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Use the trigonometric substitution to write the algebraic expression as a trigonometric fuction of θ, where 0 < θ < Π/2

 

√(9 - x^2) , x = 3cos θ

 

answer: 3 sin θ

how???

 

thank you so much for helping!!

Guest Apr 23, 2017

Best Answer 

 #1
avatar+7155 
+3

\(\sqrt{9-x^2}\)

 

Replace x with 3cos θ .

\(=\sqrt{9-(3\cos \theta)^2} \\~\\ =\sqrt{9-9\cos^2 \theta}\)

 

Factor out a 9.

\(=\sqrt{9(1-\cos^2 \theta)}\)

 

The Pythagorean identity tells us that 1 - cos2θ = sin2θ

\(=\sqrt{9(\sin^2\theta)} \\~\\ =\sqrt9\cdot\sqrt{\sin^2\theta} =3\sin\theta\)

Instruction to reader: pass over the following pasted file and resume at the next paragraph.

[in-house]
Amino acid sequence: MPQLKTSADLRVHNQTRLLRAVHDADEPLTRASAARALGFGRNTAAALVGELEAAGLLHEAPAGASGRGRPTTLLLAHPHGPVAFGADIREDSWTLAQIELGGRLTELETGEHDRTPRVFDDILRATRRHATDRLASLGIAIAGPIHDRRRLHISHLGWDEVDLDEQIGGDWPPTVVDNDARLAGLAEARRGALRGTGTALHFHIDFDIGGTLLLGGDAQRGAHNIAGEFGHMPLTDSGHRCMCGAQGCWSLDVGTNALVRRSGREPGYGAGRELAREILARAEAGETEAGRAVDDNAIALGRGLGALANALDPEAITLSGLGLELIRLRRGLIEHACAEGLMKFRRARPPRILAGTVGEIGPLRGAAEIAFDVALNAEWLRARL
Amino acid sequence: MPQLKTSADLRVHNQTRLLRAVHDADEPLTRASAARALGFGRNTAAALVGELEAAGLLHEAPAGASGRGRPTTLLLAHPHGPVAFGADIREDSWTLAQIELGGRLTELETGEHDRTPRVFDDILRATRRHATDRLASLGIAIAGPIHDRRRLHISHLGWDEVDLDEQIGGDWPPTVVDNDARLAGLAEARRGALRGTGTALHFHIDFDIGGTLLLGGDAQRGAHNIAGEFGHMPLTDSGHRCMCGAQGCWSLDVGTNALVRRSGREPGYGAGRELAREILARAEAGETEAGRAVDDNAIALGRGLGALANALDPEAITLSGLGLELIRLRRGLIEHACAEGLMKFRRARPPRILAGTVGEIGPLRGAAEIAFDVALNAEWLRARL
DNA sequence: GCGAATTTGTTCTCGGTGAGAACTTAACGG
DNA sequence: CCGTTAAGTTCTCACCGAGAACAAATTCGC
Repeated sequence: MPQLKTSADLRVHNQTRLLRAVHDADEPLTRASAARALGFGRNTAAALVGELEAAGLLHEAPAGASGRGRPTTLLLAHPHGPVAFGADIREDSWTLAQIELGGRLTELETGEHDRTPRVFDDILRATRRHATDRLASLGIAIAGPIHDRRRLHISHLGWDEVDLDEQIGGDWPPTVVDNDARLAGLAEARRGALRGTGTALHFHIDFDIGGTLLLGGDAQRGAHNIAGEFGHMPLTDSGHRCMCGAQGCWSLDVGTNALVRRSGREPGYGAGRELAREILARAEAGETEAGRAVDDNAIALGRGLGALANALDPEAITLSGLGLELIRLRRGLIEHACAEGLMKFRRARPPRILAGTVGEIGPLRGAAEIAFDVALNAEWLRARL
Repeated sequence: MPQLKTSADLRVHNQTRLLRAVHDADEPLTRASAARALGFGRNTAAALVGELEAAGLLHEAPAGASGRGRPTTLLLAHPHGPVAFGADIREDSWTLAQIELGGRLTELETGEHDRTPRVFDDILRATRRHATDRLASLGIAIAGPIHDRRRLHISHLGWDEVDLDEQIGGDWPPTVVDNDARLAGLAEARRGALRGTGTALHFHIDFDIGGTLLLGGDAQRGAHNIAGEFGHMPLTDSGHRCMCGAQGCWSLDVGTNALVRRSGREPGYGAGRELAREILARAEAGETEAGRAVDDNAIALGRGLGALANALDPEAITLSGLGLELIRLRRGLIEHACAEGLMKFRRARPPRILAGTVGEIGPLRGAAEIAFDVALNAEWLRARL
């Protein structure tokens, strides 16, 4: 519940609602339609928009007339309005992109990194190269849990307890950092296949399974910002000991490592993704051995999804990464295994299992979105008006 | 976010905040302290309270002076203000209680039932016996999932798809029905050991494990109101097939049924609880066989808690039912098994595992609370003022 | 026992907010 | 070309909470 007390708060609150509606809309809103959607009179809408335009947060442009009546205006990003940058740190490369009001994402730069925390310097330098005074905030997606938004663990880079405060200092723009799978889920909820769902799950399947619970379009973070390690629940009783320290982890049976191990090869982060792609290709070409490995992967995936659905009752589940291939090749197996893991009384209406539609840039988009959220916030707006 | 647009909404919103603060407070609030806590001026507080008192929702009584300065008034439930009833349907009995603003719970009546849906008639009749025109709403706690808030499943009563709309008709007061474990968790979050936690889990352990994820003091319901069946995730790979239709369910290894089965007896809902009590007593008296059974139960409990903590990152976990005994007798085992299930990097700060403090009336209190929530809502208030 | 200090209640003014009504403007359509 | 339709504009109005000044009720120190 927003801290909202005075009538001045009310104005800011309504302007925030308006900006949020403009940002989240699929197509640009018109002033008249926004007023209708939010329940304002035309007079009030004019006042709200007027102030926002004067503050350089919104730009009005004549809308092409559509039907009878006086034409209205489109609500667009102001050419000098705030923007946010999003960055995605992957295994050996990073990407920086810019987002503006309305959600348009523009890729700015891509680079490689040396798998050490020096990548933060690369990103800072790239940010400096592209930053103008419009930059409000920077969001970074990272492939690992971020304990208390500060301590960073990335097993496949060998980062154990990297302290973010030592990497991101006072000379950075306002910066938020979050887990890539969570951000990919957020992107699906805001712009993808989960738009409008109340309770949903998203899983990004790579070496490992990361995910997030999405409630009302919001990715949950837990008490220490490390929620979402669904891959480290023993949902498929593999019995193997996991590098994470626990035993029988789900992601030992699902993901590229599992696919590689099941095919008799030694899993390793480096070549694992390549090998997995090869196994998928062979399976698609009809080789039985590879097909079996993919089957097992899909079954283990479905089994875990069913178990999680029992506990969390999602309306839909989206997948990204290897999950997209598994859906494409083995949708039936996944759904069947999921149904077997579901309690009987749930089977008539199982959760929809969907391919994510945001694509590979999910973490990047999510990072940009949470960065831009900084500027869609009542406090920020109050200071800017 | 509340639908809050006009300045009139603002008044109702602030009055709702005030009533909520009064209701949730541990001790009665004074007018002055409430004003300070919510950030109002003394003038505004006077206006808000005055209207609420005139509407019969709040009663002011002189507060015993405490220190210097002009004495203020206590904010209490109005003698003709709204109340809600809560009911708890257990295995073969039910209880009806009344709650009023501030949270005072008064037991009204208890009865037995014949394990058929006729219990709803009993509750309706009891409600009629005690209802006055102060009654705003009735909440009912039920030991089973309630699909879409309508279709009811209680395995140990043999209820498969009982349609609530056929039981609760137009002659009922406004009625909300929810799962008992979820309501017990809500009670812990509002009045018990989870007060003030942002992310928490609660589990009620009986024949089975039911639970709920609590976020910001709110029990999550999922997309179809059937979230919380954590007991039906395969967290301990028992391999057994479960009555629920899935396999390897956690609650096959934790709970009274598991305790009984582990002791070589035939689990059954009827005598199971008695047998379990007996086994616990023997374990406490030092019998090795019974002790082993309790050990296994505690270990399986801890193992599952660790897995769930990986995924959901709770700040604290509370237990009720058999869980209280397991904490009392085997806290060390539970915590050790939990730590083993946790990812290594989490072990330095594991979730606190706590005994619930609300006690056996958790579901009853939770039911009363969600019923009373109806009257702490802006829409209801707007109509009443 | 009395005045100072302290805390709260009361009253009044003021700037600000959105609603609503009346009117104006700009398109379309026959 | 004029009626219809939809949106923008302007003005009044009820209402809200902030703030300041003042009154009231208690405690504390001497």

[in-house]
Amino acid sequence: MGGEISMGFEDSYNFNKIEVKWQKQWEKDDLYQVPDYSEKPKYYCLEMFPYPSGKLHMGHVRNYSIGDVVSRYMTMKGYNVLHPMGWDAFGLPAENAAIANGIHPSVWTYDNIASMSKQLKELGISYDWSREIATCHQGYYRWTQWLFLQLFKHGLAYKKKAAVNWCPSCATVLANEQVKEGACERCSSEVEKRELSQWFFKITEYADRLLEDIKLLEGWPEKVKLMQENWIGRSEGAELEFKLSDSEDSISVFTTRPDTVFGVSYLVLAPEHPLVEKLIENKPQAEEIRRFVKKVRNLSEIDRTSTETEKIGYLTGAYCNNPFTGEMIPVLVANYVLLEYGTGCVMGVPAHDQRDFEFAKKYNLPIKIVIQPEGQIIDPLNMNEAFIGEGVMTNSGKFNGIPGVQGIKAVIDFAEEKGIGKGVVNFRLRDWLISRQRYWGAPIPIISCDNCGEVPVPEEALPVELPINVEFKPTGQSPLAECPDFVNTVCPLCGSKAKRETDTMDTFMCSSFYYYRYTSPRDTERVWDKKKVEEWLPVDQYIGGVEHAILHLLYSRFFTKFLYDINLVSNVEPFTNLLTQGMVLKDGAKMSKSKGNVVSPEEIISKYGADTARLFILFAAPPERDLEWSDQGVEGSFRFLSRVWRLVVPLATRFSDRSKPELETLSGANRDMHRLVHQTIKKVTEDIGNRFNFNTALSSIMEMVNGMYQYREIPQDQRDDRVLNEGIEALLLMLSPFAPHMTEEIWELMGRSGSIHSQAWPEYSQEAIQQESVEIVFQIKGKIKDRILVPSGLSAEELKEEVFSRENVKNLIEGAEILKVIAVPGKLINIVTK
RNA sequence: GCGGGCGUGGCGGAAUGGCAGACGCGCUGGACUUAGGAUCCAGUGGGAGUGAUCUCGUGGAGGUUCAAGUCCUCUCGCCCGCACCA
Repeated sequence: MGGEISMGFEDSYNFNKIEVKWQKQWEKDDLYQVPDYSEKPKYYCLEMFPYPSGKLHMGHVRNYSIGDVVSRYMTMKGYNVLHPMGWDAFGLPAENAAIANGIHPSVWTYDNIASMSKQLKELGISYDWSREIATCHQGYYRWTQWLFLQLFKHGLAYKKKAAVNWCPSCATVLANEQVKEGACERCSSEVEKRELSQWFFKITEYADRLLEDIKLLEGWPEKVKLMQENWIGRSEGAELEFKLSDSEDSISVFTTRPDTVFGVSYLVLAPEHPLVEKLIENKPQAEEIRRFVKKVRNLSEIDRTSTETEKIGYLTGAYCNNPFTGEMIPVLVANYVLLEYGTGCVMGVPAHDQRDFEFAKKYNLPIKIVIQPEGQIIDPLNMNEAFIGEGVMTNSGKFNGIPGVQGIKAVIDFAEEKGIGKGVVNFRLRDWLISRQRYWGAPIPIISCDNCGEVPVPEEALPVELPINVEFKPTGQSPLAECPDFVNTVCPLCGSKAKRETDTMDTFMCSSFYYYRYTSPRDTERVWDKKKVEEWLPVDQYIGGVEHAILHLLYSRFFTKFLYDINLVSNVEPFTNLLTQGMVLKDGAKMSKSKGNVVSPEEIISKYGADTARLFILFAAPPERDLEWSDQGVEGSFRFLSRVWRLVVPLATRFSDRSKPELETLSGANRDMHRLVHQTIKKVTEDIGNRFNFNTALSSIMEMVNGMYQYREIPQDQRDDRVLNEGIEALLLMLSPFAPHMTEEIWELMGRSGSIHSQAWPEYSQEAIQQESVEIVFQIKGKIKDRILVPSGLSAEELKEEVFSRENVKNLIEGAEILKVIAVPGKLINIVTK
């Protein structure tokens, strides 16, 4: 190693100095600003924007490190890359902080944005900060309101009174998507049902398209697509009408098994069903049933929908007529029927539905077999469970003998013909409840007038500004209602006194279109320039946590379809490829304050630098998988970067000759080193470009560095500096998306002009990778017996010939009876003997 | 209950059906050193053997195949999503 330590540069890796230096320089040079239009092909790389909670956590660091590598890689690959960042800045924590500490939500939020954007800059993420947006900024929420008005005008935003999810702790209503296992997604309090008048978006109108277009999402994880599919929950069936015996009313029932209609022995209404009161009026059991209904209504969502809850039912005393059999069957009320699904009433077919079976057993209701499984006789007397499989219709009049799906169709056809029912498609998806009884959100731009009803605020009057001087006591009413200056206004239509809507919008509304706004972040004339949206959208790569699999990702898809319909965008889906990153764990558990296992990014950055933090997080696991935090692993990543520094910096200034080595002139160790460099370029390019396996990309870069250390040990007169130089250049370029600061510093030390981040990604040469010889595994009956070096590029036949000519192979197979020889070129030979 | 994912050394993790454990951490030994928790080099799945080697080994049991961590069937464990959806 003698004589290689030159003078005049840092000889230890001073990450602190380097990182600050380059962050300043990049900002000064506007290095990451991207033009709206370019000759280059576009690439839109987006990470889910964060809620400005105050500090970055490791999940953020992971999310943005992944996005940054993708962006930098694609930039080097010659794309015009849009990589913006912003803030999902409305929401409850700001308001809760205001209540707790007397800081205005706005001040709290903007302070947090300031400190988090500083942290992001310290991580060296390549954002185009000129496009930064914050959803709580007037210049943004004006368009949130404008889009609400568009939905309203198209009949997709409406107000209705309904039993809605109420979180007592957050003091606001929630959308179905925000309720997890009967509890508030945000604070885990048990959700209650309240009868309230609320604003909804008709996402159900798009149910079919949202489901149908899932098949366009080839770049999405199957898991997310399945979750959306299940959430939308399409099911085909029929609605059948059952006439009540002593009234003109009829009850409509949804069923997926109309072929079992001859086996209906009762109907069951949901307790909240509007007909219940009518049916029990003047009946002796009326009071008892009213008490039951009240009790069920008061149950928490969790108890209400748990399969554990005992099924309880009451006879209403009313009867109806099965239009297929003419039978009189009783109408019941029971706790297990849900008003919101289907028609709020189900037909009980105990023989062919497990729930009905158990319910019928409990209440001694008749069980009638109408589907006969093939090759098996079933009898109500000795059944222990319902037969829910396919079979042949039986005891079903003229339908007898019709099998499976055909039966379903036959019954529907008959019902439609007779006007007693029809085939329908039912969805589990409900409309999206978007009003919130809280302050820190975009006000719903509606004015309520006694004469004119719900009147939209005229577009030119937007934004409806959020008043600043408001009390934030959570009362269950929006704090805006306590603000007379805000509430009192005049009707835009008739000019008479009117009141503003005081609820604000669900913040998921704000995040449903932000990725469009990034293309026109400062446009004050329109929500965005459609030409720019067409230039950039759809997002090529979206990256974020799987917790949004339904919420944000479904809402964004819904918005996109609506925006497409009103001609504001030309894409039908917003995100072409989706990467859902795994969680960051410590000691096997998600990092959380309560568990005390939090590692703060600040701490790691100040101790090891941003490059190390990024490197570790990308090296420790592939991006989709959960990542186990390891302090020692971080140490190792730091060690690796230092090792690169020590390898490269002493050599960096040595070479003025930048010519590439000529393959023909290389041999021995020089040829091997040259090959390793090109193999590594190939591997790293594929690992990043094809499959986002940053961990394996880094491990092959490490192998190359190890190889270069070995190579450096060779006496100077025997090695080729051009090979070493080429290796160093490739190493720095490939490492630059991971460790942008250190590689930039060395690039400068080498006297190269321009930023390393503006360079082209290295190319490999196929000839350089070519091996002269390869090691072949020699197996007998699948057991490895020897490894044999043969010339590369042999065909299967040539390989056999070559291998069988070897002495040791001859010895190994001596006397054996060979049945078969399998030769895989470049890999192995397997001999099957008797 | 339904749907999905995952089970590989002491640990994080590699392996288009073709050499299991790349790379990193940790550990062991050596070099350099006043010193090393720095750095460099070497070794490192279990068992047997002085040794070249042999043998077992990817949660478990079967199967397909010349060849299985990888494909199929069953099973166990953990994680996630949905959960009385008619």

hectictar  Apr 23, 2017
 #1
avatar+7155 
+3
Best Answer

\(\sqrt{9-x^2}\)

 

Replace x with 3cos θ .

\(=\sqrt{9-(3\cos \theta)^2} \\~\\ =\sqrt{9-9\cos^2 \theta}\)

 

Factor out a 9.

\(=\sqrt{9(1-\cos^2 \theta)}\)

 

The Pythagorean identity tells us that 1 - cos2θ = sin2θ

\(=\sqrt{9(\sin^2\theta)} \\~\\ =\sqrt9\cdot\sqrt{\sin^2\theta} =3\sin\theta\)

hectictar  Apr 23, 2017

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